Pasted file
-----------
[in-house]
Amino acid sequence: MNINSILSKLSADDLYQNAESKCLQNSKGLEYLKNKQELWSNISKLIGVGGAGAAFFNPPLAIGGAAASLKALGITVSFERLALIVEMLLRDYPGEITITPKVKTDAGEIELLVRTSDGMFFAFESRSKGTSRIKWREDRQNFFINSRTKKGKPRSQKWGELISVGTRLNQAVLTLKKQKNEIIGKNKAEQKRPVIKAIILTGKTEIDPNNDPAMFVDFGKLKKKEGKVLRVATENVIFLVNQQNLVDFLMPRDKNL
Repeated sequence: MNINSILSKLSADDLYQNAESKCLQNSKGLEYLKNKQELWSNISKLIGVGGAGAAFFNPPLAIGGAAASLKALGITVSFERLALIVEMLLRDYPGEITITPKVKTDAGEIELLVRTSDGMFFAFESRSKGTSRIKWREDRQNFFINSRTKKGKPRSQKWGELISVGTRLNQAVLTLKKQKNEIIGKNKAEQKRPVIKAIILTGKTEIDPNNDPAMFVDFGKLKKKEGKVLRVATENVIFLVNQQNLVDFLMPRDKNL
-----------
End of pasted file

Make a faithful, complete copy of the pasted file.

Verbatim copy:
[in-house]
Amino acid sequence: MNINSILSKLSADDLYQNAESKCLQNSKGLEYLKNKQELWSNISKLIGVGGAGAAFFNPPLAIGGAAASLKALGITVSFERLALIVEMLLRDYPGEITITPKVKTDAGEIELLVRTSDGMFFAFESRSKGTSRIKWREDRQNFFINSRTKKGKPRSQKWGELISVGTRLNQAVLTLKKQKNEIIGKNKAEQKRPVIKAIILTGKTEIDPNNDPAMFVDFGKLKKKEGKVLRVATENVIFLVNQQNLVDFLMPRDKNL
Repeated sequence: MNINSILSKLSADDLYQNAESKCLQNSKGLEYLKNKQELWSNISKLIGVGGAGAAFFNPPLAIGGAAASLKALGITVSFERLALIVEMLLRDYPGEITITPKVKTDAGEIELLVRTSDGMFFAFESRSKGTSRIKWREDRQNFFINSRTKKGKPRSQKWGELISVGTRLNQAVLTLKKQKNEIIGKNKAEQKRPVIKAIILTGKTEIDPNNDPAMFVDFGKLKKKEGKVLRVATENVIFLVNQQNLVDFLMPRDKNL